Inflation fears lift precious metals to records


Gold and silver both hit fresh highs on Wednesday, leading a broad surge for metals prices on fears that rising inflation will drive many central banks to lift interest rates in the coming months.

China raised its key lending rate by 25 basis points to 6.31 per cent on Tuesday, its fourth such move since October. Meanwhile, a quarter-point rate increase by the European Central Bank is now fully priced in as the euro rose 0.6 per cent to a 15-month high of $1.43.

Dollar gains helped push gold to a new high of $1,460 a troy ounce, up 0.6 per cent on the day, while silver gained 0.6 per cent to $39.44 an ounce, also a new high.

“Inflationary fears are fuelling strength in precious metals,” said Kathleen Brooks at “As oil takes another leap higher, gold and silver follow, and there is little standing in its way between where it is now and $1,500 per ounce.”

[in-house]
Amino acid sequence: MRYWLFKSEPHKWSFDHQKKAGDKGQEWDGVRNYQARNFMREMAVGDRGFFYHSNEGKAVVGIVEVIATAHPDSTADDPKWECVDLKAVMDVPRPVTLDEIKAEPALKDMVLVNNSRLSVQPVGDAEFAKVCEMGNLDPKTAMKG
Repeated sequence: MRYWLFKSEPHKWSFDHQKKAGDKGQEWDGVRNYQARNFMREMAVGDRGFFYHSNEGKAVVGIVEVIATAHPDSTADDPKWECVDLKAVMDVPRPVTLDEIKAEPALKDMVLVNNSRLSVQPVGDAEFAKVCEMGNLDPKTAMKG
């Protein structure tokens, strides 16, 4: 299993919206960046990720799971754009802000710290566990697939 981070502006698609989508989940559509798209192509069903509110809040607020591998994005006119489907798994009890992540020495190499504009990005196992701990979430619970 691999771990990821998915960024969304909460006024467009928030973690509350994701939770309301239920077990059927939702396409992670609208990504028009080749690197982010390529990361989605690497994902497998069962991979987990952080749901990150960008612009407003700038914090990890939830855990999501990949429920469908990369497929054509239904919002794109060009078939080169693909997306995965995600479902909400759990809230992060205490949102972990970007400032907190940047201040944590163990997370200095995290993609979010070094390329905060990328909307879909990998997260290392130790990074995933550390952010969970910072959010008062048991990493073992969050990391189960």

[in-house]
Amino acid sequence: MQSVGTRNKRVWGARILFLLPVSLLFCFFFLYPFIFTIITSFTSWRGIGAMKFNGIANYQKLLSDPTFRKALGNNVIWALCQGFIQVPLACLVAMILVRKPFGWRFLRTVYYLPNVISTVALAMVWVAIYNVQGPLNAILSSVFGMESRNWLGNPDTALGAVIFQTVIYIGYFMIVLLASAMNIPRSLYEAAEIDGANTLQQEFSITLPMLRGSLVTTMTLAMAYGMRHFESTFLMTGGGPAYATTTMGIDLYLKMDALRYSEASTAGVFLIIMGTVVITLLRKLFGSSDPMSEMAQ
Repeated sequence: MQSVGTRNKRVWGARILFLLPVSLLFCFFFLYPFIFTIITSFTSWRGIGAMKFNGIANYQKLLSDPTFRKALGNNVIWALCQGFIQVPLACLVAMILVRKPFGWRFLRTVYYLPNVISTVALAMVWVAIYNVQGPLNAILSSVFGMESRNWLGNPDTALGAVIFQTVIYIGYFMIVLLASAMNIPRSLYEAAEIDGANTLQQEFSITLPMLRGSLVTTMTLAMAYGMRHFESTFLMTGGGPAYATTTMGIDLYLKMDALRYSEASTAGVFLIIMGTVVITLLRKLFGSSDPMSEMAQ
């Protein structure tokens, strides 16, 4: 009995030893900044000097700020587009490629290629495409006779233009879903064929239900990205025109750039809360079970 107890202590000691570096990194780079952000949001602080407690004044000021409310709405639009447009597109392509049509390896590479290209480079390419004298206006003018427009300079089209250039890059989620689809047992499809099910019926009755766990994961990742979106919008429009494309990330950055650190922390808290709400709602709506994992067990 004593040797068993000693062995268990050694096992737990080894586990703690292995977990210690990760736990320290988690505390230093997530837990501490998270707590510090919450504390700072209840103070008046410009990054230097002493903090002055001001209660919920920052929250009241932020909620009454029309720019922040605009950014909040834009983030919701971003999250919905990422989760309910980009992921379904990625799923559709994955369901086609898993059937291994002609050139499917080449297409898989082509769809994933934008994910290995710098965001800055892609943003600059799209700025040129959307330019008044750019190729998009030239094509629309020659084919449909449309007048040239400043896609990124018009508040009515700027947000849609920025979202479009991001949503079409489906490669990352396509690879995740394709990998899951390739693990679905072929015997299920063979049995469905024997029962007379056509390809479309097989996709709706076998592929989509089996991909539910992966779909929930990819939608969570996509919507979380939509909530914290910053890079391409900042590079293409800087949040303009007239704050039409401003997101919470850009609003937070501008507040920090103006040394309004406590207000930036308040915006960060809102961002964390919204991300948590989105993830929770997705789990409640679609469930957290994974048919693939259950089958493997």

Precious metals have also gained from investors seeking havens from recent market turbulence caused by conflict in Libya and unrest in other parts of north Africa and the Middle East. Meanwhile, the nuclear contamination in Japan and eurozone debt crisis have also caused some market ructions.

Inflationary concerns, however, have been the prime mover of the precious metals, including platinum and palladium. Even in the US, some members of the Federal Reserve’s rate-setting committee have been raising the prospect of policy tightening by discussing an end to quantitative easing.

Food and energy prices have been the prime feeders of inflation and expectations of further price increases to come have kept central bankers in thrall, in spite of only a fledgling return to growth in many big economies.

Where growth prospects do appear to be assured, in China and many other emerging economies, there has been strong demand for commodities, including base metals. On Wednesday copper was up 1.6 per cent to $9,520 a tonne, while nickel gained 2.1 per cent to $26,000 a tonne.

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